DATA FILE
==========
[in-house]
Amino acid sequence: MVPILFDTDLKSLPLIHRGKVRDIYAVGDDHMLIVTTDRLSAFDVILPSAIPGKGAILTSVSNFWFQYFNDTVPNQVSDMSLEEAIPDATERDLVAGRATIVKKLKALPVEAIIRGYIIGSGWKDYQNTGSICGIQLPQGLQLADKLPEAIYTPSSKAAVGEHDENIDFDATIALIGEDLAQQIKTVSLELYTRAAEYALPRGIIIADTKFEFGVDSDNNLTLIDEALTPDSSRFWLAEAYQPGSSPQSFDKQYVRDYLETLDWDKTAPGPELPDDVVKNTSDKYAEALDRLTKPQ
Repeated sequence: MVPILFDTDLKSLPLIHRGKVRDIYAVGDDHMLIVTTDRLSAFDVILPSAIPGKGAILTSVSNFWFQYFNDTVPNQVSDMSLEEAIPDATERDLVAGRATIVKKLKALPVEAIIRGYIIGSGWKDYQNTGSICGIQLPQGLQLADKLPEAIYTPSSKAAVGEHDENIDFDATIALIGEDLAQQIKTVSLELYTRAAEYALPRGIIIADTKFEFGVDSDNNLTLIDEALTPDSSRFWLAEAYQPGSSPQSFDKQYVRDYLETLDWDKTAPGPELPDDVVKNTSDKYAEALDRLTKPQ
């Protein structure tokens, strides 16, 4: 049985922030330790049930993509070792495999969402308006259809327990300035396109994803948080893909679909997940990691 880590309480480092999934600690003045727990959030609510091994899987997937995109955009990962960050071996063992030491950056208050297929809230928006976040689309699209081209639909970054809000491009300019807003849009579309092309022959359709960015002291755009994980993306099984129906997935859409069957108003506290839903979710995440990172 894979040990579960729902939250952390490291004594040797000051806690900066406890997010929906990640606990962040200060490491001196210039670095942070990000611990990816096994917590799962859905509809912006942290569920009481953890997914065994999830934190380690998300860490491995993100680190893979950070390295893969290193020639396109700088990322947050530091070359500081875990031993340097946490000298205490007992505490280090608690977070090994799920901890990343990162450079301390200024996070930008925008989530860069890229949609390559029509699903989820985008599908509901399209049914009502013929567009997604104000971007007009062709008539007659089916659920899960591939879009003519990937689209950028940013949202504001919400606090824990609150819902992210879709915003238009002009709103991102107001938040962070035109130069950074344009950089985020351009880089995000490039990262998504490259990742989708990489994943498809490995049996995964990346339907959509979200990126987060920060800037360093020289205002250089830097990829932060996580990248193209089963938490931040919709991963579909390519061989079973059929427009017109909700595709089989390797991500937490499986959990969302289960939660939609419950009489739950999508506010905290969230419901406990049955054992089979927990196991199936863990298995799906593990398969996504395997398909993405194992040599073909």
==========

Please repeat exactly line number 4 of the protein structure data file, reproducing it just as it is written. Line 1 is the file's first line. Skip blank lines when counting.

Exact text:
């Protein structure tokens, strides 16, 4: 049985922030330790049930993509070792495999969402308006259809327990300035396109994803948080893909679909997940990691 880590309480480092999934600690003045727990959030609510091994899987997937995109955009990962960050071996063992030491950056208050297929809230928006976040689309699209081209639909970054809000491009300019807003849009579309092309022959359709960015002291755009994980993306099984129906997935859409069957108003506290839903979710995440990172 894979040990579960729902939250952390490291004594040797000051806690900066406890997010929906990640606990962040200060490491001196210039670095942070990000611990990816096994917590799962859905509809912006942290569920009481953890997914065994999830934190380690998300860490491995993100680190893979950070390295893969290193020639396109700088990322947050530091070359500081875990031993340097946490000298205490007992505490280090608690977070090994799920901890990343990162450079301390200024996070930008925008989530860069890229949609390559029509699903989820985008599908509901399209049914009502013929567009997604104000971007007009062709008539007659089916659920899960591939879009003519990937689209950028940013949202504001919400606090824990609150819902992210879709915003238009002009709103991102107001938040962070035109130069950074344009950089985020351009880089995000490039990262998504490259990742989708990489994943498809490995049996995964990346339907959509979200990126987060920060800037360093020289205002250089830097990829932060996580990248193209089963938490931040919709991963579909390519061989079973059929427009017109909700595709089989390797991500937490499986959990969302289960939660939609419950009489739950999508506010905290969230419901406990049955054992089979927990196991199936863990298995799906593990398969996504395997398909993405194992040599073909």